I know lots of families say cereal or a sandwich or whatever the kid could get themselves, but we got burnt out on even that idea going on at our house, when my kids were similar in age to yours. We had a series of conversations about food, food as fuel and food as fun, and talked about how you *don't* have to like everything you eat...for instance, my DH does not like rice (which baffles me, but whatever :lol:), but when I make a dish with rice in it, he eats it. Or, he makes chili totally different than I do and I like mine a lot better, but when he makes it, I eat it. We have plenty of opportunities to have foods we love throughout the week, so that when foods we're not crazy about come along, we just eat them anyway because they are good for us in a well rounded diet. The kids each get to choose their breakfast and lunch, and each kid gets to plan one dinner a week. The other 5 dinners are DH and my choice (keeping in mind everyone's preferences), and it's eat what's there, eat what's there as a snack before bed, or wait until morning (because not eating dinner then having a yogurt before bedtime is a pretty good trick, dontcha think? ;) ). My kids have no sensory issues, and will not starve themselves or make themselves sick, so this is a pretty straightforward thing for us - I understand other people have issues to contend with, but for us it was just pickiness, basically created by us over a long period of time. There is always at least one item they like on the table, even if it's just the salad; but that's the only option, there is no getting up from the table to get something else. The only time now we make the kids separate items is when it's something they find truly objectionable (they both nearly gag when they see casserole/stew/soup consistency foods and it's a texture/flavor blend thing I totally get, so those we don't push - we'll give them maybe one or two bites of it and then something else they do enjoy, so we're slowly working them into it).
I think, *for kids that don't have actual medical/sensory reasons to reject things*, it's kind of an entitlement kind of thing to get to make yourself a separate meal from everyone else just because you don't want what's being served....it's a real privilege to be able to do that, and it makes me feel kind of squicky. I understand everyone has things they truly, truly do not like and that's fine, and we meal plan around that (for instance, DH and I cannot stand seafood so we don't have it in the house - we keep trying it a couple times a year, but none of us like it at all) - but largely, not being "in the mood" or "not liking" something isn't enough of a reason to not eat it, to me. Having a few things you really can't stand eating is one thing; wanting a sandwich 4 nights a week because you "don't like" dinner is completely another IMO.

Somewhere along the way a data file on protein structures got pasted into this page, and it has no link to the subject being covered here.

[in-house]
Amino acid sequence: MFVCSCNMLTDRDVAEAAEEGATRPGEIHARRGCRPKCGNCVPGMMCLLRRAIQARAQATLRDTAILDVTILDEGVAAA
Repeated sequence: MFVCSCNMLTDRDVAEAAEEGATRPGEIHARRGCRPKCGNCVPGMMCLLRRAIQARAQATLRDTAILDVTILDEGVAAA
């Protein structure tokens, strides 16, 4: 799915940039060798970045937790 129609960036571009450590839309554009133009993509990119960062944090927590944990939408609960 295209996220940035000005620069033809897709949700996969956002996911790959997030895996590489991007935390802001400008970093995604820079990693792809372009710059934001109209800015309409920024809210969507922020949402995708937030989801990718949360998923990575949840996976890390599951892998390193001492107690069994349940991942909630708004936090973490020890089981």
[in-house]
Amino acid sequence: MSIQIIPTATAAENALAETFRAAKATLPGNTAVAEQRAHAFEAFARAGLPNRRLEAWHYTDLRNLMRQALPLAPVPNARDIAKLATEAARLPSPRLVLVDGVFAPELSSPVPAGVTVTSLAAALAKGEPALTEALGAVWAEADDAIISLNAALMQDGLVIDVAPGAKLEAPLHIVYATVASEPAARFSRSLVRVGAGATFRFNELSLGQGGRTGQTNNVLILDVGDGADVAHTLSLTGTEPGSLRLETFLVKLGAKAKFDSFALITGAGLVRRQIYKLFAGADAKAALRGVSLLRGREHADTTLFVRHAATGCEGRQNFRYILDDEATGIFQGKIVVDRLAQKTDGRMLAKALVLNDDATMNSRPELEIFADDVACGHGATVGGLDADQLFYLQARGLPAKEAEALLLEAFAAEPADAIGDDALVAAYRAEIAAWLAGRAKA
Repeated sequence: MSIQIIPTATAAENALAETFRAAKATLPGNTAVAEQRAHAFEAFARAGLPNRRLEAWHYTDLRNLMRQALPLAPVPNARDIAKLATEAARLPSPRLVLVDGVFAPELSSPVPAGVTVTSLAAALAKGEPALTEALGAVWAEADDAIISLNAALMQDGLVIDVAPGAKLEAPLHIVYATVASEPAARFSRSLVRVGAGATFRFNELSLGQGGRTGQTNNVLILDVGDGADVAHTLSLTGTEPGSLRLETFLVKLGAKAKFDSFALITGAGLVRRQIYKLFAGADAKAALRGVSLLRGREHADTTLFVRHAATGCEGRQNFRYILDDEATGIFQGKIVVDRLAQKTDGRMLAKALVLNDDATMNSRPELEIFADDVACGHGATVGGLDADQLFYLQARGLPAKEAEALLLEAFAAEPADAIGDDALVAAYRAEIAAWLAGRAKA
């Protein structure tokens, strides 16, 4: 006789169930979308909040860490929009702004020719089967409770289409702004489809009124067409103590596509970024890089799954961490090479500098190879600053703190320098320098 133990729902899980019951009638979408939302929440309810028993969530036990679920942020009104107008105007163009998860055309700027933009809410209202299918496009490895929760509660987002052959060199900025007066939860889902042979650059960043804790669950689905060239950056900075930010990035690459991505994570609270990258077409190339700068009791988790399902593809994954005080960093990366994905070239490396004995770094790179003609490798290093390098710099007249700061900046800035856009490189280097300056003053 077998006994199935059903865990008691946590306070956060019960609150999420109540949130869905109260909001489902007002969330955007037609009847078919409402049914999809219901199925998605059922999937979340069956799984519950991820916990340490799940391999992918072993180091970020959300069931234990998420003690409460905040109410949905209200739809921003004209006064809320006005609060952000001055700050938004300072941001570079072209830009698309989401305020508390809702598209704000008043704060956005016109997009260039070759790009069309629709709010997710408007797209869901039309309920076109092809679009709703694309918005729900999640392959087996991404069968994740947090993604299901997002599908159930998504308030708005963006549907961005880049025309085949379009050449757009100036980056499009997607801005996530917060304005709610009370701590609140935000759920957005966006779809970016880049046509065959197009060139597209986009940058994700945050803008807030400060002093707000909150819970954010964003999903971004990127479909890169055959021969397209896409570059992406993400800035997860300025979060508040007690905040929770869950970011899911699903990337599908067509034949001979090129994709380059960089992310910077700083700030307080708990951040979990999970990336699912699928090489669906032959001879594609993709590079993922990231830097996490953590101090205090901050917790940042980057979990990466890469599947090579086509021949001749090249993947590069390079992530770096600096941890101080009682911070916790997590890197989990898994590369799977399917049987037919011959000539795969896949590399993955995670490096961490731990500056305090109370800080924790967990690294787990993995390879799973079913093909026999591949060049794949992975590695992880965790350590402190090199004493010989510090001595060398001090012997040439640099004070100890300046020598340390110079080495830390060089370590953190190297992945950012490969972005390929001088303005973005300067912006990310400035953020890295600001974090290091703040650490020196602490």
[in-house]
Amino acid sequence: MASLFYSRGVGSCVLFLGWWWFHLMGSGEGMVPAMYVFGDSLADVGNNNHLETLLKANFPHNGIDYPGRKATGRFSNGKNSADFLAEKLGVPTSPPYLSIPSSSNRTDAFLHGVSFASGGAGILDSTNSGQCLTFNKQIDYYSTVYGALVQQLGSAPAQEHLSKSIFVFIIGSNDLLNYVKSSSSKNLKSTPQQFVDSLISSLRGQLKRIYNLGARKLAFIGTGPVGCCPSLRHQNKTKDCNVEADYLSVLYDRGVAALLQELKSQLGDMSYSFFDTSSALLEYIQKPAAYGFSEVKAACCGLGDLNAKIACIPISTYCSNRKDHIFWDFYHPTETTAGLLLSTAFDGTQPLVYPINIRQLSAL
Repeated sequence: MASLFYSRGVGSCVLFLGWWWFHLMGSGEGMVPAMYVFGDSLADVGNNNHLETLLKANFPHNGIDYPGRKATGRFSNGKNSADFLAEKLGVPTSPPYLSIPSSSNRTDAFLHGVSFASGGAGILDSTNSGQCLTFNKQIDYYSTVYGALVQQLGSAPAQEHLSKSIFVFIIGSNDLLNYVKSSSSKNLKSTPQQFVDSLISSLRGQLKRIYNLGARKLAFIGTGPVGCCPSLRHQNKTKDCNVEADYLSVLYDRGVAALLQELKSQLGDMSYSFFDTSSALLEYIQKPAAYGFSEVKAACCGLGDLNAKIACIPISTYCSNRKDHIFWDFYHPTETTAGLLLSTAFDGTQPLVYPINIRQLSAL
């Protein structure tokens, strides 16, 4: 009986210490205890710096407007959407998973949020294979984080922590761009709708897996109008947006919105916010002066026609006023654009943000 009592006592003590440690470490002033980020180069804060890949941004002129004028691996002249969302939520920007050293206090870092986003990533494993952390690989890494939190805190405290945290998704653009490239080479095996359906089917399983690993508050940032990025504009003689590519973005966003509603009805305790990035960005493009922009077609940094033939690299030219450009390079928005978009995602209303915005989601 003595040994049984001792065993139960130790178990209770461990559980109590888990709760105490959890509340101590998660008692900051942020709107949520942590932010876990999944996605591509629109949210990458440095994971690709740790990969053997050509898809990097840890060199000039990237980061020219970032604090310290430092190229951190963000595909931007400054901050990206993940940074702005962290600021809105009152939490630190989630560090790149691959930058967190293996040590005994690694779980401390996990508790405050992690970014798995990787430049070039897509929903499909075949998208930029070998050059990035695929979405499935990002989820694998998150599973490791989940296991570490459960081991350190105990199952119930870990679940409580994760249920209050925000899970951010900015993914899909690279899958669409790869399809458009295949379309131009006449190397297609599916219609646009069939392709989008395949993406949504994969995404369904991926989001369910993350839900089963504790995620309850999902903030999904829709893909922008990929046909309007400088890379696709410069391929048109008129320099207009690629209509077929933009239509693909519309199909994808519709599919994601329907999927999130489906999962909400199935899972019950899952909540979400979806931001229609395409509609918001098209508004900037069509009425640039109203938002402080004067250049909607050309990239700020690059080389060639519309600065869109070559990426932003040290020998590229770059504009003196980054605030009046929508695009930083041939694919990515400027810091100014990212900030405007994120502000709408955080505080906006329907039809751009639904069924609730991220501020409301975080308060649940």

I imagine if I put out the "if you don't want this, you can make yourself something else" my kids would live on the same 4 or 5 foods, and then wouldn't have started liking all the wonderful things they truly do like now. Sometimes, giving a gentle but firm nudge past comfort zones really does work out well.
*** When we started this "this is what's for dinner, take it or leave it" thing after a few days of conversations/prep, I started slow and easy - like, 2 bites of the things they weren't used to on their plates and plenty of stuff they did like. Then I just worked the "new" stuff up and brought the old reliables back so that the portion sizes of each were reasonable. For us it was mostly veggies that were the problem, and we slowly worked from 2-4-6-8 bites to normal serving sizes for both of them. We don't usually have a problem with meats or starches in this house (though DS isn't crazy about mashed potatoes, likely a consistency thing, he still eats a small portion of them usually together with whatever meat we're having). I had to teach the kids basically to pick around whatever it is they didn't like, a skill I developed apparently on my own as a kid - I could leave a pile of diced sauteed onions on my plate after a meal that would amaze my mom, they were all rooted out and I'd eat everything except those onions in a neat little pile to the side.